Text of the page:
The Deacons for Defense was a group of primarily former military veterans. People who served in Wold War II and the Korean war. That meant they were people who were trained in firearms usage and they were disciplined. Sick and tired of seeing African people brutalized for simply standing up for our humanity, this group was formed in Louisiana in 1964 to protect civil rights workers and the African community. For the March against Fear through Mississippi in June of 1966 (the Black Power march), the Deacons were prevalent on the march. Several times they prevented white terrorists from committing acts of violence. And, their method of doing so wasn't singing "We shall Overcome." Ernest Thomas, one of the founders of the Deacons captured international attention during the march. The marchers were having one of many rallies that happened along the march route. As was typical, the rally was taunted by scores of Southern white supremacists who saw their role as that of threatening the marchers with vulgarities, spitting on people, and doing their best to provoke violence. Thomas, after being permitted to speak by SNCC who invited the Deacons to participate on the march, spoke directly to the rednecks gathered outside the rally. He told them if any European shot towards the march they would receive return fire and that violence against our people would not be tolerated without retaliation. Those white people present showed respect for a language being spoken to them that they could understand. There were no acts of violence against the marchers that night. The Deacons and their presence made Kwame Ture's cry for "Black Power" seem like a sign of the future for whites nervous about what would happen in this country. King was not unaware of all of these developments.
Despite repeatedly pressure from the other civil rights leaders like Roy Wilkins (NAACP) and Whitney Young (Urban League) to denounce the Deacons and insist they no longer participate in the march, King refused to do so. At some point during this time King had actually succumbed to pressure from close associates in his organization, as well as his wife Coretta, and SNCC organizers, to accept personal protection from the Deacons. Having survived many attempts against his life and understanding the terror facing the movement, King eventually submitted to the demands and that represented him accepting Charles Sims as his personal bodyguard. Sims was an original Deacon and he was everything King's original principle of non-violence did not represent. Sims had a long criminal record. He had been arrested several times for barroom brawling. He carried a 45 pistol with him long before he became a Deacon and he was known to be willing to pull that pistol without the slightest hesitation. Becoming a Deacon was a baptism into the struggle for Sims and it gave him a mission in life that he had spent all his previous years floundering to find. He approached his role as Dr. King's bodyguard with great dedication and enthusiasm. Despite the utter contempt the established civil rights leaders like Wilkins and Young had for the Deacons in general, and Sims in particular, King was defiant in his commitment to having Sim's protection at all times. In fact, Kwame Ture and other SNCC cadre recalled fondly how King came to a point where if he was going to go somewhere, he instinctively began to make sure Sims was there to accompany him. This became such predictable behavior from King that SNCC members joked with him constantly about it.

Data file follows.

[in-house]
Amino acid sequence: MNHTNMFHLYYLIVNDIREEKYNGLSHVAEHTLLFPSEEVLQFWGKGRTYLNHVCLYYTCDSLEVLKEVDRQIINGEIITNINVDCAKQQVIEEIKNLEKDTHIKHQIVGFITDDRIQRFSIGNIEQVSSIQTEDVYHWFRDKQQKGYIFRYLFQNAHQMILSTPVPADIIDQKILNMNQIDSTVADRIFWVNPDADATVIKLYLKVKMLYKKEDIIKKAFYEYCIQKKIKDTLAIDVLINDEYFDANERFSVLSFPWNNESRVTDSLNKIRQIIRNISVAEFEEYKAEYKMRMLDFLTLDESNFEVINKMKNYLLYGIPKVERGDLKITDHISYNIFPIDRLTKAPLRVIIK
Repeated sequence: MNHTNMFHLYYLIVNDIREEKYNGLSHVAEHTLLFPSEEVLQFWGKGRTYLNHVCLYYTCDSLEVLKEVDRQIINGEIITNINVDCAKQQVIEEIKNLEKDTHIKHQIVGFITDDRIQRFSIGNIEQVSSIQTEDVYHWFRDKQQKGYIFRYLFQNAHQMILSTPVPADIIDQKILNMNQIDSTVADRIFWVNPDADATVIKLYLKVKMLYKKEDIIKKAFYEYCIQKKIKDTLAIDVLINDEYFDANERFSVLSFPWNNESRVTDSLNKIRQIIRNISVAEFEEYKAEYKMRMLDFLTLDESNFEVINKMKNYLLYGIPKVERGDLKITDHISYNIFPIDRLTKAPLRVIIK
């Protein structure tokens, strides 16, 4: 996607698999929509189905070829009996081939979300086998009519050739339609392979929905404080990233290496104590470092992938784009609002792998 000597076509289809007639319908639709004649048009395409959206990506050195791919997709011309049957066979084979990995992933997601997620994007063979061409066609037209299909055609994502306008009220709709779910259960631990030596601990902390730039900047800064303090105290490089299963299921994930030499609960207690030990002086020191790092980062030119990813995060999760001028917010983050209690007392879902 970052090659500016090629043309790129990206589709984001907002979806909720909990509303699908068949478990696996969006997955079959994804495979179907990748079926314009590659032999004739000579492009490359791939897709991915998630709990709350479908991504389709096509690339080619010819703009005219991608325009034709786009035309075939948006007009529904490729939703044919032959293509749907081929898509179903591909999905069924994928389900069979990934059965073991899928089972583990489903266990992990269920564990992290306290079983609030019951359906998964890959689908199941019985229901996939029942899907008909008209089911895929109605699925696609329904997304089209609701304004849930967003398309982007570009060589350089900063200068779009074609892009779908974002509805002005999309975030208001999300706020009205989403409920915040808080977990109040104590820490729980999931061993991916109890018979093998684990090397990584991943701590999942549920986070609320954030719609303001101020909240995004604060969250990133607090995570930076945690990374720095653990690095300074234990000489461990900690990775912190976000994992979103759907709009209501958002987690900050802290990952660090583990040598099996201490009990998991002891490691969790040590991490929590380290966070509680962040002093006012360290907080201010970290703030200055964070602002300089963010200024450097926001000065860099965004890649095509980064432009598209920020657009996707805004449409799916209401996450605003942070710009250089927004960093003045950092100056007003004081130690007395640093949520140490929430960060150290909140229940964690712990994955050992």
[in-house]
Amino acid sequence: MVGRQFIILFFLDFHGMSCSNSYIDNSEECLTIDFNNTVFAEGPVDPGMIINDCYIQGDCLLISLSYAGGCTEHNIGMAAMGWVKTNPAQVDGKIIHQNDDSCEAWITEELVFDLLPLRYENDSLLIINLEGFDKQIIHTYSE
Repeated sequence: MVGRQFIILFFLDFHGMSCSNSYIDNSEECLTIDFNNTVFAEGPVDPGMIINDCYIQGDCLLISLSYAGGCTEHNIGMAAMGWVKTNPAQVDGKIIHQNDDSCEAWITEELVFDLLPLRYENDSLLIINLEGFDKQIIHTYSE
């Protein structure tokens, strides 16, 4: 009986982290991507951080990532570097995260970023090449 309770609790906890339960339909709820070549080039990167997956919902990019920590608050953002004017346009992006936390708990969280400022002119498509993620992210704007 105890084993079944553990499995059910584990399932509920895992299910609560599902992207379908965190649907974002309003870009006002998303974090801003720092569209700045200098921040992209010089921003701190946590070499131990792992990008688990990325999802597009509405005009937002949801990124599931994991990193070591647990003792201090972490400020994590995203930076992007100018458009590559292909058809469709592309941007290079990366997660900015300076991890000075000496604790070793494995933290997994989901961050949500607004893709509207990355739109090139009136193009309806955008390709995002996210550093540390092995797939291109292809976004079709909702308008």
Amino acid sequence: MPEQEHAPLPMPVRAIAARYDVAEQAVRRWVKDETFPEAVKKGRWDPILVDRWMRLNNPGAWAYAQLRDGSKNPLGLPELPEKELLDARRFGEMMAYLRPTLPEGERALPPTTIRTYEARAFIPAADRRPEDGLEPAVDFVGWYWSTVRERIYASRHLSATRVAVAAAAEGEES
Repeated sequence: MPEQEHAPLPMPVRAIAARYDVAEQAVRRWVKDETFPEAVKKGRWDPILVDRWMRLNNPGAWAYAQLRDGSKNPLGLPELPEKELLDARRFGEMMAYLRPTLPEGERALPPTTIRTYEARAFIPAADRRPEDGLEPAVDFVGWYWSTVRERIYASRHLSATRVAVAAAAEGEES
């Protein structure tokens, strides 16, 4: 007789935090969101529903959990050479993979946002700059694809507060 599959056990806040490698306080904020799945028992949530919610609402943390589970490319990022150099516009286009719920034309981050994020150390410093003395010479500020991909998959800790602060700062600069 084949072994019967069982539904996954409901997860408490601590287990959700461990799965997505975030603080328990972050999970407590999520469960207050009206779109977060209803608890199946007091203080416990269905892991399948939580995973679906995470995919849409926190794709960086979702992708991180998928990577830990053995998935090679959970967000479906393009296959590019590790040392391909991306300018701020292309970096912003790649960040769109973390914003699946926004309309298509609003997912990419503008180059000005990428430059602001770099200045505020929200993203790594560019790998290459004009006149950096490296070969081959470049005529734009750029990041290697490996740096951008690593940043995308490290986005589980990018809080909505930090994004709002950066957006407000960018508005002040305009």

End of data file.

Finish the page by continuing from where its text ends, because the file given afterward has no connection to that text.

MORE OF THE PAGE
That is an important and truthful frame from which to view Dr. Martin Luther King Jr. not from the point from which he started with the Montgomery Improvement Association in 1955, but where he was when he was killed on that balcony on April 4th, 1968. That King of 1968 was a clear anti-imperialist who was the most prominent leader of the anti-war protest within the U.S. That King was critical of the emerging urban rebellions, but refused to denounce the emerging militancy in the movement itself. That King was often seen wearing a Black Power button during that latter period of his life. That King did have a permit to carry a pistol during that latter period of his life. And, that King did welcome and appreciate the presence of the brawling Charles Sims in everything and everywhere that he went. It should be noted that the fatal trip King took to Memphis had him shielded from those militant elements like Sims. And, although no harm to ever came to King whenever Sims was with him, no one like Sims was present with King when he was killed. What we do know is one of those persons who was present was more than likely a paid FBI informant against King. The now public FBI files reveal that the informant's name was "Agent A" and that this person received financial compensation after King's death.
What is almost impossible to refute is King came to his demise not because he wanted integration. He was killed because he was an uncompromising and committed soldier for justice. He was unafraid of the capitalist white power structure and he was willing to risk his life to engage in that work. And, yes, in that journey that he was engaged in, Dr. King came to a point where his actions confirmed that he saw non-violence as a tactic, not a principle. Despite his unwillingness to say this in public, it was clear that was where he had landed. Even if people reading this don't accept that, I'd argue that the fact the power structure killed him was proof that they were worried about it, even if you don't believe it.